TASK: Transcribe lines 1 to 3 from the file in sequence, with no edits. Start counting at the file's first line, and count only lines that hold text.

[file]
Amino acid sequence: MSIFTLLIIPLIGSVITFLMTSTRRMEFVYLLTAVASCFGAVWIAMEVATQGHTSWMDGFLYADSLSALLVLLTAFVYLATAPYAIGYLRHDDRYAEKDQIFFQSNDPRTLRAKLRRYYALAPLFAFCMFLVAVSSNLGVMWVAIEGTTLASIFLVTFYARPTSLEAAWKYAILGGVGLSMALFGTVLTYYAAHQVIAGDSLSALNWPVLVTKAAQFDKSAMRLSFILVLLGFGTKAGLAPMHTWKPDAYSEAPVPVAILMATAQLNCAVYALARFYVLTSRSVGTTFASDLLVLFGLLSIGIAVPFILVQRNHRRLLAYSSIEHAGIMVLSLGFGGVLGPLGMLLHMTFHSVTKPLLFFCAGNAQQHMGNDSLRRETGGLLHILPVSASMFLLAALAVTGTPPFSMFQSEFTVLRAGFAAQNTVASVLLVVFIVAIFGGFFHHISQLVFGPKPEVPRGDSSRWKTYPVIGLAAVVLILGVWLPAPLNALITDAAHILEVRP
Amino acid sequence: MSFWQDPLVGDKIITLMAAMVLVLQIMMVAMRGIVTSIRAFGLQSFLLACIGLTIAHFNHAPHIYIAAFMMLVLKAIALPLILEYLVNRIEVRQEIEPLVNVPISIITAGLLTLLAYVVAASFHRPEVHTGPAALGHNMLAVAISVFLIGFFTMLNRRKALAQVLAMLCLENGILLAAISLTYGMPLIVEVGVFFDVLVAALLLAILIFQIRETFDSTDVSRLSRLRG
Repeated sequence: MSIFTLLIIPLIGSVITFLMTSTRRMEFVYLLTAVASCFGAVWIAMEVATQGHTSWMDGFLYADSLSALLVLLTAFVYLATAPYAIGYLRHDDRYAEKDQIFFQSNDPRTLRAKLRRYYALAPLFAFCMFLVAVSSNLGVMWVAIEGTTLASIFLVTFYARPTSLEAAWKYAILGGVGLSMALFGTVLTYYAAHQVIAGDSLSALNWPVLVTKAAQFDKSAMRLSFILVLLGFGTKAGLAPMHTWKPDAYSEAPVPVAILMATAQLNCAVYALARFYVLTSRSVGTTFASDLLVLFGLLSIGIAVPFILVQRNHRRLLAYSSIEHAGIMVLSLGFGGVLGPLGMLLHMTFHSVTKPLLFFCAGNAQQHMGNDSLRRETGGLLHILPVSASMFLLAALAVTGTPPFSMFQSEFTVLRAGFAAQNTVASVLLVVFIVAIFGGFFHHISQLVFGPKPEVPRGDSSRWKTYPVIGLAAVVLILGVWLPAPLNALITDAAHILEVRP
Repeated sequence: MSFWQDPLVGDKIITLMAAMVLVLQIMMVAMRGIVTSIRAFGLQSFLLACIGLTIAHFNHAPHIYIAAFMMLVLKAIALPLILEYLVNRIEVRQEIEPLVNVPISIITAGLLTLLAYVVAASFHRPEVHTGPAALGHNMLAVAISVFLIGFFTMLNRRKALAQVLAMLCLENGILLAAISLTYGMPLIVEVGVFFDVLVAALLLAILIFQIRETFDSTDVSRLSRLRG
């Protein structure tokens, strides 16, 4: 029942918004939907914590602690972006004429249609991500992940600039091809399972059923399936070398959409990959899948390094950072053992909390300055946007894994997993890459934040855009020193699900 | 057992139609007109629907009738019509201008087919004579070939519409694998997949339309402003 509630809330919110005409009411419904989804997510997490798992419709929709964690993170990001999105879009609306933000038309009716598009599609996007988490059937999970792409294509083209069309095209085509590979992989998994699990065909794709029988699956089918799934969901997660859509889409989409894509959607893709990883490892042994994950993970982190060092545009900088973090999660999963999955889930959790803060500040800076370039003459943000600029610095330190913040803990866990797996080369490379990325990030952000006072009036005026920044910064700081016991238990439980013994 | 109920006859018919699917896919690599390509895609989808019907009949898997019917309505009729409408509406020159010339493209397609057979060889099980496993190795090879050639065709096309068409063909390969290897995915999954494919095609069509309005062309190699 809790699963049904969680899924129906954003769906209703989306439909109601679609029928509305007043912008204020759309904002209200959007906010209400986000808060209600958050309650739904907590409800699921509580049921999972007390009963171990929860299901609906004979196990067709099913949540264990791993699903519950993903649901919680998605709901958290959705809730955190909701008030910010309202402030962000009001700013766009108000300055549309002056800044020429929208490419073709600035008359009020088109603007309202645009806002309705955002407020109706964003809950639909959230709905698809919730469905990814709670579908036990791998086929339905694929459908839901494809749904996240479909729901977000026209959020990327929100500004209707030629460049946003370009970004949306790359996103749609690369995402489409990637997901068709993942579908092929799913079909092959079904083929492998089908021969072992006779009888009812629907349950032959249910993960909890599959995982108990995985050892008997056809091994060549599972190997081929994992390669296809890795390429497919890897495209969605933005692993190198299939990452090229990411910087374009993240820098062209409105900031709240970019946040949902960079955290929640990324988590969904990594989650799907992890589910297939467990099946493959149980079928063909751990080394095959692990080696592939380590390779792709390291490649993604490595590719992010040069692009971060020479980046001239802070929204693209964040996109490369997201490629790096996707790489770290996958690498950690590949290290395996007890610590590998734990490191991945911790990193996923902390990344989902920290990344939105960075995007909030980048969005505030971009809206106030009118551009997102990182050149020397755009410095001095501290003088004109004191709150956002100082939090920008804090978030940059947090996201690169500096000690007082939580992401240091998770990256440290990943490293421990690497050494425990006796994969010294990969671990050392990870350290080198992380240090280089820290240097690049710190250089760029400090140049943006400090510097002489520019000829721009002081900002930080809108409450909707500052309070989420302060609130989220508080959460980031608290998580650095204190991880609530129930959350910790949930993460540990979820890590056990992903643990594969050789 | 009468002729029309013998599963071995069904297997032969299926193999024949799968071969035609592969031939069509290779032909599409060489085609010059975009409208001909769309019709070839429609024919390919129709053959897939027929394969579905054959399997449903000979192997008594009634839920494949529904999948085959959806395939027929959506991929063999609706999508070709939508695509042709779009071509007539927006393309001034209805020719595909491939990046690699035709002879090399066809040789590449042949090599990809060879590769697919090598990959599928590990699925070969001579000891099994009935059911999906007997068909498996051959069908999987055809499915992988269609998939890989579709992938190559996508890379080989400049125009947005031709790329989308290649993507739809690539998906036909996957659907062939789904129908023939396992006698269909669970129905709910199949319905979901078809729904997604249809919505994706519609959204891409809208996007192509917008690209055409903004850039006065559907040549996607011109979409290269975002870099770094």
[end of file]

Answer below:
Amino acid sequence: MSIFTLLIIPLIGSVITFLMTSTRRMEFVYLLTAVASCFGAVWIAMEVATQGHTSWMDGFLYADSLSALLVLLTAFVYLATAPYAIGYLRHDDRYAEKDQIFFQSNDPRTLRAKLRRYYALAPLFAFCMFLVAVSSNLGVMWVAIEGTTLASIFLVTFYARPTSLEAAWKYAILGGVGLSMALFGTVLTYYAAHQVIAGDSLSALNWPVLVTKAAQFDKSAMRLSFILVLLGFGTKAGLAPMHTWKPDAYSEAPVPVAILMATAQLNCAVYALARFYVLTSRSVGTTFASDLLVLFGLLSIGIAVPFILVQRNHRRLLAYSSIEHAGIMVLSLGFGGVLGPLGMLLHMTFHSVTKPLLFFCAGNAQQHMGNDSLRRETGGLLHILPVSASMFLLAALAVTGTPPFSMFQSEFTVLRAGFAAQNTVASVLLVVFIVAIFGGFFHHISQLVFGPKPEVPRGDSSRWKTYPVIGLAAVVLILGVWLPAPLNALITDAAHILEVRP
Amino acid sequence: MSFWQDPLVGDKIITLMAAMVLVLQIMMVAMRGIVTSIRAFGLQSFLLACIGLTIAHFNHAPHIYIAAFMMLVLKAIALPLILEYLVNRIEVRQEIEPLVNVPISIITAGLLTLLAYVVAASFHRPEVHTGPAALGHNMLAVAISVFLIGFFTMLNRRKALAQVLAMLCLENGILLAAISLTYGMPLIVEVGVFFDVLVAALLLAILIFQIRETFDSTDVSRLSRLRG
Repeated sequence: MSIFTLLIIPLIGSVITFLMTSTRRMEFVYLLTAVASCFGAVWIAMEVATQGHTSWMDGFLYADSLSALLVLLTAFVYLATAPYAIGYLRHDDRYAEKDQIFFQSNDPRTLRAKLRRYYALAPLFAFCMFLVAVSSNLGVMWVAIEGTTLASIFLVTFYARPTSLEAAWKYAILGGVGLSMALFGTVLTYYAAHQVIAGDSLSALNWPVLVTKAAQFDKSAMRLSFILVLLGFGTKAGLAPMHTWKPDAYSEAPVPVAILMATAQLNCAVYALARFYVLTSRSVGTTFASDLLVLFGLLSIGIAVPFILVQRNHRRLLAYSSIEHAGIMVLSLGFGGVLGPLGMLLHMTFHSVTKPLLFFCAGNAQQHMGNDSLRRETGGLLHILPVSASMFLLAALAVTGTPPFSMFQSEFTVLRAGFAAQNTVASVLLVVFIVAIFGGFFHHISQLVFGPKPEVPRGDSSRWKTYPVIGLAAVVLILGVWLPAPLNALITDAAHILEVRP